A new rhythm patterns our secluded life as Totem floats off the cinder-strewn cone of Isla Coronados. Calling this the new normal feels premature, but it’s an interim normal with a heartening return of an anticipatory routine. For all that our world is built on adapting to new situations, that an uncertain future no longer leers with constant reminders of the unknown but is pushed instead to the fringe of consciousness brings comfort. Murmurs of this swing burble in our world, and echo outside.
A few days ago, we made our first visit to a community since leaving La Cruz in March after learning about weekly deliveries to the Loreto town dock by a Community-Supported Agriculture (CSA) program. Supporting local farmers while accessing fresh produce and minimizing exposure risk? Yes please! This is a win/win/win situation.
We dinghied into Loreto’s town dock one month to the day since Totem’s arrival in the area, and as a new process to slightly ease restrictions for cruisers was put in place. Non-residents, ourselves included, had been barred for some time. The new process allowed individual access, and begins with calling the port captain on VHF 16. Paramedics are brought in (ambulance roll, even – mixed feelings about the resources involved) to provide a temperature check at the dock, and the port captain records the boat name and all passenger names. Once cleared, you’re able to enter town for essential activities: the grocery stores, pharmacies, banks, and a number of other services are open. The town remains otherwise in lockdown mode; only one person per household may be out at a time.
Calling the trip into Loreto for produce a “visit” might be an overstatement, since I never actually set foot on shore. Nevertheless, the health check was done for the half dozen crews arriving to pick up our crates of CSA produce.
Cecilia Fisher lives locally and has organized the connection between farmers and buyers to the benefit of all. “Those eggs were in a chicken this morning,” she related proudly, while reviewing the contents of creates with the crews on the dock. Grown in the shadow of a 320+ year old mission in the cooler altitudes of Baja’s Sierra Giganta, the fruit and vegetables are beautiful. She was accompanied by the senior of eleven farmers who contributed from their land, who humored me by posing next to the goods.
As limited as this excursion was, the encounter was oddly tinted with emotion. It’s a very strange feeling to be around people after so many weeks of relative isolation. Boats we’ve been in our ‘bubble’ with for three or more weeks are familiar, but… who is the new guy? Why doesn’t the port captain wear a mask? Next he’s handing me a clipboard and pen to register (no gloves in sight either) and passing that around? Who washed their hands, when, and well enough? We haven’t had these concerns, off on our own.
The elastic which should hold my N95 mask on has long since crumbled away: an old t-shirt is cut into a tie to hold the contraption on. Not just any rag, but my lucky shirt (stop…I do have one!), a relic of Google swag from about 2004. It’s finally falling apart (literally) so this seemed like an appropriate use to continue the lucky run.
Once produce was boarded through our decontamination process from side-deck-hot-zone to cockpit-clean-zone, we headed north to retreat to a favorite anchorage. In the Loreto park island of Coronados, Jamie and I balance connectivity with isolation with a few scattered boats.
Only a few twinkling lights reach through the gloaming from Loreto, but the cellular signal extends out 24/7. Aside from staying tuned into updates, this allows us to keep in touch with coaching clients.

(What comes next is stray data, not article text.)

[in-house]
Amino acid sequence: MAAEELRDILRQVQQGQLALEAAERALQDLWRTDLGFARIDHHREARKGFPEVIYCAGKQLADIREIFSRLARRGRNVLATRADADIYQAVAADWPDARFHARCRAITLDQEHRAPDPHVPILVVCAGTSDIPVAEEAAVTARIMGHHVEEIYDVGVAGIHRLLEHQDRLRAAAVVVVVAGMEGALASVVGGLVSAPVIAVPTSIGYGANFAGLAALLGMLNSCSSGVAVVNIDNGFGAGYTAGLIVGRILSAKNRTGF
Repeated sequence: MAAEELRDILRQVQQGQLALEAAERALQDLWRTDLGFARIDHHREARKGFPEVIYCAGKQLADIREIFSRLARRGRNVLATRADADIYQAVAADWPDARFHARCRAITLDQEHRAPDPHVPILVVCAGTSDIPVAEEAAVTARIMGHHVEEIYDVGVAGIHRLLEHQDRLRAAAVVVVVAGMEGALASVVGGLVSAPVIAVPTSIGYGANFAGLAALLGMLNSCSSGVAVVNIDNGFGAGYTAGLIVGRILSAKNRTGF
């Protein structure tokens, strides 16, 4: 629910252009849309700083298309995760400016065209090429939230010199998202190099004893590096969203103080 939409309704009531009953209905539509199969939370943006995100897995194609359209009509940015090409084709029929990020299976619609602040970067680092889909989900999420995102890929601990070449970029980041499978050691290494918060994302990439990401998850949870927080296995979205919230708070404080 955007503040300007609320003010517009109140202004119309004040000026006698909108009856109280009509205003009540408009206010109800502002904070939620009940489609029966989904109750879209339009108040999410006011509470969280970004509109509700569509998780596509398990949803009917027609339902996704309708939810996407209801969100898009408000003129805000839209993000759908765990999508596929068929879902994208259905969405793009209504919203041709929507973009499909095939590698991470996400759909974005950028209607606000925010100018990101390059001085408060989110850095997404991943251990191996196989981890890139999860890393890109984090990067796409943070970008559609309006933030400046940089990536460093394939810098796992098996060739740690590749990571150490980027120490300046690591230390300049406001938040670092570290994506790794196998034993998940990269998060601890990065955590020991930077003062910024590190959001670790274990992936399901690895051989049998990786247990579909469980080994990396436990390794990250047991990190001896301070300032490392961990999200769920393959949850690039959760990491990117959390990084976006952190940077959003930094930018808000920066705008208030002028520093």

Loreto’s official government page on Facebook: confirming Federal suggestions they may be relaxed are not in step with local needs.
To our pleasure and surprise, we’ve never been busier. April was slow, but that holding pattern is over. Why the surge?
It’s partly a function of adding new clients, as the pandemic has nudged people to make meaningful changes in their lives. Life is short: why put off a dream any longer? They are making plans and putting offers on boats.
It’s partly a function of aiding legacy clients, as they face unexpected passages and decisions. In addition to helping people go cruising, we support them after cutting docklines. Our days are taken with strategy, passage planning, weather guidance, and routing; many are working through unexpected change, planning for miles they never intended to sail and passages they never intended to make.
Life has settled into a kind of busy, interim normal. As a friend reminded me today: for us, “normal” means anticipating and planning for the unexpected, and at this point the rate of change is at a new low compared to recent months. Thrilled by the CSA, we prepaid for future weeks of produce. Warmed by the company of social-bubble-companions, we’ve emerged from the total isolation into a hybrid of retreat and new routines.
Interim normal: where morning workouts are shared via Zoom with friends in multiple countries. Freedom to stretch a little further, encouraged by visits from the local Navy – their pre-recorded PSA reminding “Citizens, stay at home!” while twinkling eyes over a mask suggest the water looks good for a swim…or as Siobhan interprets, a paddle, over clear water to visit with turtles and spy gliding rays.
TOTEM TALKS return next weekend!
Saturday, May 23, 5:00 pm Pacific / 8:00 pm Eastern; advance registration required. Focus topic: ANCHORING, by popular request.
Meanwhile, download or replay last Sunday’s event (and see how the fleet map above fits in).The replay will be available for all registrants (you can still register at this link) for a few more days. You’ll need this crazy looking password:[email protected]
Make us part of your interim normal: register at our Events page to be notified of future events. (If you didn’t get the survey, you can still tell us what you want to hear about!).